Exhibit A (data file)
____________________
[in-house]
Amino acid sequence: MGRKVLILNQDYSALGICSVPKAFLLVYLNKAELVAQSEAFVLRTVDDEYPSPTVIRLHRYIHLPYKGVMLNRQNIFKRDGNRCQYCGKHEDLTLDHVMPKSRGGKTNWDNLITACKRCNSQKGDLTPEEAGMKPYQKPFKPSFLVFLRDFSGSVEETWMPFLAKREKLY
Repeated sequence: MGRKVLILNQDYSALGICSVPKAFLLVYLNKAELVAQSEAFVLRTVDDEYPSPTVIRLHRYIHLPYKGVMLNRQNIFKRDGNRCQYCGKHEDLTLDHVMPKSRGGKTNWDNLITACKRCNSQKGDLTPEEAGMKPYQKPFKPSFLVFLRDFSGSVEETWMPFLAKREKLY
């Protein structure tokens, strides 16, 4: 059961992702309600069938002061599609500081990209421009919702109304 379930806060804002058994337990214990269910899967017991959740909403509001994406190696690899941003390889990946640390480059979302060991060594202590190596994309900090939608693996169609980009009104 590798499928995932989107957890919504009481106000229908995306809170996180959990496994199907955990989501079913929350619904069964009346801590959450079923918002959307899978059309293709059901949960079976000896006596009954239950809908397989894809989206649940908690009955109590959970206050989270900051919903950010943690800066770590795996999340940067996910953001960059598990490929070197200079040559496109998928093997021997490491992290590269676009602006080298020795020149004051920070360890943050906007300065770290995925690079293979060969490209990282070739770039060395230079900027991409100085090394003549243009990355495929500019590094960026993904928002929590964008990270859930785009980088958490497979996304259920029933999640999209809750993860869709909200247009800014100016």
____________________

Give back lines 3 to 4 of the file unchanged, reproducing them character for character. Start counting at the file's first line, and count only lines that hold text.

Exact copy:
Repeated sequence: MGRKVLILNQDYSALGICSVPKAFLLVYLNKAELVAQSEAFVLRTVDDEYPSPTVIRLHRYIHLPYKGVMLNRQNIFKRDGNRCQYCGKHEDLTLDHVMPKSRGGKTNWDNLITACKRCNSQKGDLTPEEAGMKPYQKPFKPSFLVFLRDFSGSVEETWMPFLAKREKLY
């Protein structure tokens, strides 16, 4: 059961992702309600069938002061599609500081990209421009919702109304 379930806060804002058994337990214990269910899967017991959740909403509001994406190696690899941003390889990946640390480059979302060991060594202590190596994309900090939608693996169609980009009104 590798499928995932989107957890919504009481106000229908995306809170996180959990496994199907955990989501079913929350619904069964009346801590959450079923918002959307899978059309293709059901949960079976000896006596009954239950809908397989894809989206649940908690009955109590959970206050989270900051919903950010943690800066770590795996999340940067996910953001960059598990490929070197200079040559496109998928093997021997490491992290590269676009602006080298020795020149004051920070360890943050906007300065770290995925690079293979060969490209990282070739770039060395230079900027991409100085090394003549243009990355495929500019590094960026993904928002929590964008990270859930785009980088958490497979996304259920029933999640999209809750993860869709909200247009800014100016």